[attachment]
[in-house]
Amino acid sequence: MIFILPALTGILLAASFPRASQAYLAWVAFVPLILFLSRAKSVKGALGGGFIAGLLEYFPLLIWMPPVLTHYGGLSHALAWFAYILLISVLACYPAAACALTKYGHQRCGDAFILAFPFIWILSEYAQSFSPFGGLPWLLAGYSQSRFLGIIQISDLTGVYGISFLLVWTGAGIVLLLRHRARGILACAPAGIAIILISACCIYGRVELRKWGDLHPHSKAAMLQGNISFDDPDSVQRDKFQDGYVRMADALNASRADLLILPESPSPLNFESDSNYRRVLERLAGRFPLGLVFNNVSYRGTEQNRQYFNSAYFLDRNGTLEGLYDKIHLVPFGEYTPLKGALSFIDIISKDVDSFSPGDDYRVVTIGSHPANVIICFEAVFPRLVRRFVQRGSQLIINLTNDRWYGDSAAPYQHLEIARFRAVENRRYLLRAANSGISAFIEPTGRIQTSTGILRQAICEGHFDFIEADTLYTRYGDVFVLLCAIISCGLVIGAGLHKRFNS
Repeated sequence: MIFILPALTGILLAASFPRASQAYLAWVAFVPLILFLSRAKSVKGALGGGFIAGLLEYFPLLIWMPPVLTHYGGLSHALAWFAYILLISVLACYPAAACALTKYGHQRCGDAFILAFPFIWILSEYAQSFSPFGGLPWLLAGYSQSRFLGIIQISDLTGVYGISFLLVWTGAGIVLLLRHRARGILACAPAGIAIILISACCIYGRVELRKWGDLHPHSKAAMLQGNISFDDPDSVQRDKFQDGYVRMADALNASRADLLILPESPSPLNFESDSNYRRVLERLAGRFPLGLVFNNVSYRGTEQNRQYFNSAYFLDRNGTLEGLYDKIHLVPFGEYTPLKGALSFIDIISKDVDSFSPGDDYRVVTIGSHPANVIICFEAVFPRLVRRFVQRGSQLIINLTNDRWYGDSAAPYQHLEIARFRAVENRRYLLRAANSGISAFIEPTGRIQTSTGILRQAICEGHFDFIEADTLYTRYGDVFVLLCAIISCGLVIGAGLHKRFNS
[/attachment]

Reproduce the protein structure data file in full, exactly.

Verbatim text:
[in-house]
Amino acid sequence: MIFILPALTGILLAASFPRASQAYLAWVAFVPLILFLSRAKSVKGALGGGFIAGLLEYFPLLIWMPPVLTHYGGLSHALAWFAYILLISVLACYPAAACALTKYGHQRCGDAFILAFPFIWILSEYAQSFSPFGGLPWLLAGYSQSRFLGIIQISDLTGVYGISFLLVWTGAGIVLLLRHRARGILACAPAGIAIILISACCIYGRVELRKWGDLHPHSKAAMLQGNISFDDPDSVQRDKFQDGYVRMADALNASRADLLILPESPSPLNFESDSNYRRVLERLAGRFPLGLVFNNVSYRGTEQNRQYFNSAYFLDRNGTLEGLYDKIHLVPFGEYTPLKGALSFIDIISKDVDSFSPGDDYRVVTIGSHPANVIICFEAVFPRLVRRFVQRGSQLIINLTNDRWYGDSAAPYQHLEIARFRAVENRRYLLRAANSGISAFIEPTGRIQTSTGILRQAICEGHFDFIEADTLYTRYGDVFVLLCAIISCGLVIGAGLHKRFNS
Repeated sequence: MIFILPALTGILLAASFPRASQAYLAWVAFVPLILFLSRAKSVKGALGGGFIAGLLEYFPLLIWMPPVLTHYGGLSHALAWFAYILLISVLACYPAAACALTKYGHQRCGDAFILAFPFIWILSEYAQSFSPFGGLPWLLAGYSQSRFLGIIQISDLTGVYGISFLLVWTGAGIVLLLRHRARGILACAPAGIAIILISACCIYGRVELRKWGDLHPHSKAAMLQGNISFDDPDSVQRDKFQDGYVRMADALNASRADLLILPESPSPLNFESDSNYRRVLERLAGRFPLGLVFNNVSYRGTEQNRQYFNSAYFLDRNGTLEGLYDKIHLVPFGEYTPLKGALSFIDIISKDVDSFSPGDDYRVVTIGSHPANVIICFEAVFPRLVRRFVQRGSQLIINLTNDRWYGDSAAPYQHLEIARFRAVENRRYLLRAANSGISAFIEPTGRIQTSTGILRQAICEGHFDFIEADTLYTRYGDVFVLLCAIISCGLVIGAGLHKRFNS